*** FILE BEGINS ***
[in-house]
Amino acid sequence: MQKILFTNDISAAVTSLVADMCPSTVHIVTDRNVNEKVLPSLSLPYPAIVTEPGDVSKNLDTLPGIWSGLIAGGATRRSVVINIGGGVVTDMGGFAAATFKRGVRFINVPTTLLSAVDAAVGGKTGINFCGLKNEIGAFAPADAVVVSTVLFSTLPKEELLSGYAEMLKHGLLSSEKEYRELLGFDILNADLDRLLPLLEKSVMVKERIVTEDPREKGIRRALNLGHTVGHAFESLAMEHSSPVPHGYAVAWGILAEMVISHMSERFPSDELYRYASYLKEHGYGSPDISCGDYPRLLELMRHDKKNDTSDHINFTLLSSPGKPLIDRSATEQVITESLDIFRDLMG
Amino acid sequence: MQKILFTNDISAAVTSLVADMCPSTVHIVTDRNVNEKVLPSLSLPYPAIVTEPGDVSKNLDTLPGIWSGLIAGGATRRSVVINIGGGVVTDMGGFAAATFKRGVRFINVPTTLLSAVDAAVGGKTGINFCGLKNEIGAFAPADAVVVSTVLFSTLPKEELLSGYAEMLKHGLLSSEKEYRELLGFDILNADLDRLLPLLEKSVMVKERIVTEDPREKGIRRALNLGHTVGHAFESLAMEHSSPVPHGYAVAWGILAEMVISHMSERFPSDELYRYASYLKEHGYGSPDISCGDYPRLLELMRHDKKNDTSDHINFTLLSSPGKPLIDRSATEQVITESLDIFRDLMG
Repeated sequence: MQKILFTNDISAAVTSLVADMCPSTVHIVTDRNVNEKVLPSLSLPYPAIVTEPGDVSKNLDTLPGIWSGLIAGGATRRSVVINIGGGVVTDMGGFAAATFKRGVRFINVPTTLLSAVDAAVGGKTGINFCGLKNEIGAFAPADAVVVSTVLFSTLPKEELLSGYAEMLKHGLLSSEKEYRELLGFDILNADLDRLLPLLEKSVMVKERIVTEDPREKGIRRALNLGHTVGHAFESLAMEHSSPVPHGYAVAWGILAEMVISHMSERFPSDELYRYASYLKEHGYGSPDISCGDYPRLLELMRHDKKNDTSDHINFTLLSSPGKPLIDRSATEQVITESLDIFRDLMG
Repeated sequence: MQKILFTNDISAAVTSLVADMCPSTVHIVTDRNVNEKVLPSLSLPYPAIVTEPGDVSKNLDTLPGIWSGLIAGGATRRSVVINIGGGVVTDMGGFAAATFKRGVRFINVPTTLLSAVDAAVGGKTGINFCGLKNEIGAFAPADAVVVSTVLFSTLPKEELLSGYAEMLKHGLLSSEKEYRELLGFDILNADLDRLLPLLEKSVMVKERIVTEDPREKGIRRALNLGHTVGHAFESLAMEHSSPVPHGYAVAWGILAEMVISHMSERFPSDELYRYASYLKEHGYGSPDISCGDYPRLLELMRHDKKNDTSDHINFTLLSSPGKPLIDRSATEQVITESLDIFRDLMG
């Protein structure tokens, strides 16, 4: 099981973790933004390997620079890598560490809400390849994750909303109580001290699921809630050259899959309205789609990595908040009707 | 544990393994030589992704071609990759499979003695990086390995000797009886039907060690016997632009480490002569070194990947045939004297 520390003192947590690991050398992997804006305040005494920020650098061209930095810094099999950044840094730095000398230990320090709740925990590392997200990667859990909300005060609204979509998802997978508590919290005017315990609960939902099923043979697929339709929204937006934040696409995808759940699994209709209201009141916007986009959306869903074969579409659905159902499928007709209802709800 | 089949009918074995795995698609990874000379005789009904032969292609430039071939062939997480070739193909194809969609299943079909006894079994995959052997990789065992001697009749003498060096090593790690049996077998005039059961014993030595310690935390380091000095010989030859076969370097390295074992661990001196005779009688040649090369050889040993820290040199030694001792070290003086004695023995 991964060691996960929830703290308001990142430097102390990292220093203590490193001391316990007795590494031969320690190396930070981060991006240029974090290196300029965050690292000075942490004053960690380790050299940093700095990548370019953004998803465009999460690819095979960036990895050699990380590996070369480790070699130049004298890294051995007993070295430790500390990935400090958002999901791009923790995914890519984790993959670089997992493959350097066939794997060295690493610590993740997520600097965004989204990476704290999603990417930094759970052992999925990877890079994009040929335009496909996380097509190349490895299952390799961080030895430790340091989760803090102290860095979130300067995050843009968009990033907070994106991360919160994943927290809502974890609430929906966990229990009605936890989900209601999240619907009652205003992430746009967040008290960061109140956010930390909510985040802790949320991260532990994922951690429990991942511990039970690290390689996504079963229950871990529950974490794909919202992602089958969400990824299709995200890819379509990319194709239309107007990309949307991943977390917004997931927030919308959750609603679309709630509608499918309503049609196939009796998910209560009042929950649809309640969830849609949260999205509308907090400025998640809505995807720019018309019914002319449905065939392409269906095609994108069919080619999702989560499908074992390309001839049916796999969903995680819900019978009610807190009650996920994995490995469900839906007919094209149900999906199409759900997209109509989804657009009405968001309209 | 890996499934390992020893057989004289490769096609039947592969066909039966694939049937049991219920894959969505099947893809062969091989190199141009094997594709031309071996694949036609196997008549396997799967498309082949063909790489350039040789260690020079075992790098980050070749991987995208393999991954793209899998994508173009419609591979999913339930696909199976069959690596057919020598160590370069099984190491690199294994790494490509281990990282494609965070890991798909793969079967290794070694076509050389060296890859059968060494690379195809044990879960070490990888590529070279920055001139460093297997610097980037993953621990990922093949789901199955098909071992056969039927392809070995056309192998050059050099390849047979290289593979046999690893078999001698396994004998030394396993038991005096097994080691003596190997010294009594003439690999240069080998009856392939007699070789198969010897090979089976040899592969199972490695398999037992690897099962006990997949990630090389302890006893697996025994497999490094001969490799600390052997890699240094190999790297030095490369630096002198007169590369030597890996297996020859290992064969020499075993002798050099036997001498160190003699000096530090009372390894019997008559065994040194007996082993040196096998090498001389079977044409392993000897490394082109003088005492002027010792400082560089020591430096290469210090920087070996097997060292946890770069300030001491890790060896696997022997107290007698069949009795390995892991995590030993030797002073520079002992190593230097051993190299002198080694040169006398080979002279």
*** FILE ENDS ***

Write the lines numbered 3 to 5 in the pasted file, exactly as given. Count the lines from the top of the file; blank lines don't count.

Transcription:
Amino acid sequence: MQKILFTNDISAAVTSLVADMCPSTVHIVTDRNVNEKVLPSLSLPYPAIVTEPGDVSKNLDTLPGIWSGLIAGGATRRSVVINIGGGVVTDMGGFAAATFKRGVRFINVPTTLLSAVDAAVGGKTGINFCGLKNEIGAFAPADAVVVSTVLFSTLPKEELLSGYAEMLKHGLLSSEKEYRELLGFDILNADLDRLLPLLEKSVMVKERIVTEDPREKGIRRALNLGHTVGHAFESLAMEHSSPVPHGYAVAWGILAEMVISHMSERFPSDELYRYASYLKEHGYGSPDISCGDYPRLLELMRHDKKNDTSDHINFTLLSSPGKPLIDRSATEQVITESLDIFRDLMG
Repeated sequence: MQKILFTNDISAAVTSLVADMCPSTVHIVTDRNVNEKVLPSLSLPYPAIVTEPGDVSKNLDTLPGIWSGLIAGGATRRSVVINIGGGVVTDMGGFAAATFKRGVRFINVPTTLLSAVDAAVGGKTGINFCGLKNEIGAFAPADAVVVSTVLFSTLPKEELLSGYAEMLKHGLLSSEKEYRELLGFDILNADLDRLLPLLEKSVMVKERIVTEDPREKGIRRALNLGHTVGHAFESLAMEHSSPVPHGYAVAWGILAEMVISHMSERFPSDELYRYASYLKEHGYGSPDISCGDYPRLLELMRHDKKNDTSDHINFTLLSSPGKPLIDRSATEQVITESLDIFRDLMG
Repeated sequence: MQKILFTNDISAAVTSLVADMCPSTVHIVTDRNVNEKVLPSLSLPYPAIVTEPGDVSKNLDTLPGIWSGLIAGGATRRSVVINIGGGVVTDMGGFAAATFKRGVRFINVPTTLLSAVDAAVGGKTGINFCGLKNEIGAFAPADAVVVSTVLFSTLPKEELLSGYAEMLKHGLLSSEKEYRELLGFDILNADLDRLLPLLEKSVMVKERIVTEDPREKGIRRALNLGHTVGHAFESLAMEHSSPVPHGYAVAWGILAEMVISHMSERFPSDELYRYASYLKEHGYGSPDISCGDYPRLLELMRHDKKNDTSDHINFTLLSSPGKPLIDRSATEQVITESLDIFRDLMG